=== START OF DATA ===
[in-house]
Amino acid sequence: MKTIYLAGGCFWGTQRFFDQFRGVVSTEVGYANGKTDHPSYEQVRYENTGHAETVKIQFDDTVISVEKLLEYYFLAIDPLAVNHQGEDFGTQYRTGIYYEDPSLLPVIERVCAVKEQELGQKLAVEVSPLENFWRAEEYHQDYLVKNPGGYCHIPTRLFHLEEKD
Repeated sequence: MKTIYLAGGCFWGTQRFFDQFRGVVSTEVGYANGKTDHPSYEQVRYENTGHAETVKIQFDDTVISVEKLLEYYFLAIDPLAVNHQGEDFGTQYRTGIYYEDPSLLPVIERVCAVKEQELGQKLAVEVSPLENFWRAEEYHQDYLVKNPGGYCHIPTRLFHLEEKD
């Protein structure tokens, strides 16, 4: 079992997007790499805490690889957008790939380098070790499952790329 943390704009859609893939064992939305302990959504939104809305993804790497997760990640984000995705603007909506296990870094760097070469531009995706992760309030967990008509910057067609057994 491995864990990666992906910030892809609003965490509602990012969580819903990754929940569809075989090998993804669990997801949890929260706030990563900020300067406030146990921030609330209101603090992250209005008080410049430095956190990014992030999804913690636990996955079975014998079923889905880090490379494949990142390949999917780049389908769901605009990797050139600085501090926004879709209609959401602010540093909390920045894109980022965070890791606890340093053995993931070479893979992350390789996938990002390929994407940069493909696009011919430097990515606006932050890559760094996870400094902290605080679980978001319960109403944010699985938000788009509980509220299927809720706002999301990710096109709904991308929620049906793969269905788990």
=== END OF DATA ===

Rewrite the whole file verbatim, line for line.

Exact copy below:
[in-house]
Amino acid sequence: MKTIYLAGGCFWGTQRFFDQFRGVVSTEVGYANGKTDHPSYEQVRYENTGHAETVKIQFDDTVISVEKLLEYYFLAIDPLAVNHQGEDFGTQYRTGIYYEDPSLLPVIERVCAVKEQELGQKLAVEVSPLENFWRAEEYHQDYLVKNPGGYCHIPTRLFHLEEKD
Repeated sequence: MKTIYLAGGCFWGTQRFFDQFRGVVSTEVGYANGKTDHPSYEQVRYENTGHAETVKIQFDDTVISVEKLLEYYFLAIDPLAVNHQGEDFGTQYRTGIYYEDPSLLPVIERVCAVKEQELGQKLAVEVSPLENFWRAEEYHQDYLVKNPGGYCHIPTRLFHLEEKD
């Protein structure tokens, strides 16, 4: 079992997007790499805490690889957008790939380098070790499952790329 943390704009859609893939064992939305302990959504939104809305993804790497997760990640984000995705603007909506296990870094760097070469531009995706992760309030967990008509910057067609057994 491995864990990666992906910030892809609003965490509602990012969580819903990754929940569809075989090998993804669990997801949890929260706030990563900020300067406030146990921030609330209101603090992250209005008080410049430095956190990014992030999804913690636990996955079975014998079923889905880090490379494949990142390949999917780049389908769901605009990797050139600085501090926004879709209609959401602010540093909390920045894109980022965070890791606890340093053995993931070479893979992350390789996938990002390929994407940069493909696009011919430097990515606006932050890559760094996870400094902290605080679980978001319960109403944010699985938000788009509980509220299927809720706002999301990710096109709904991308929620049906793969269905788990």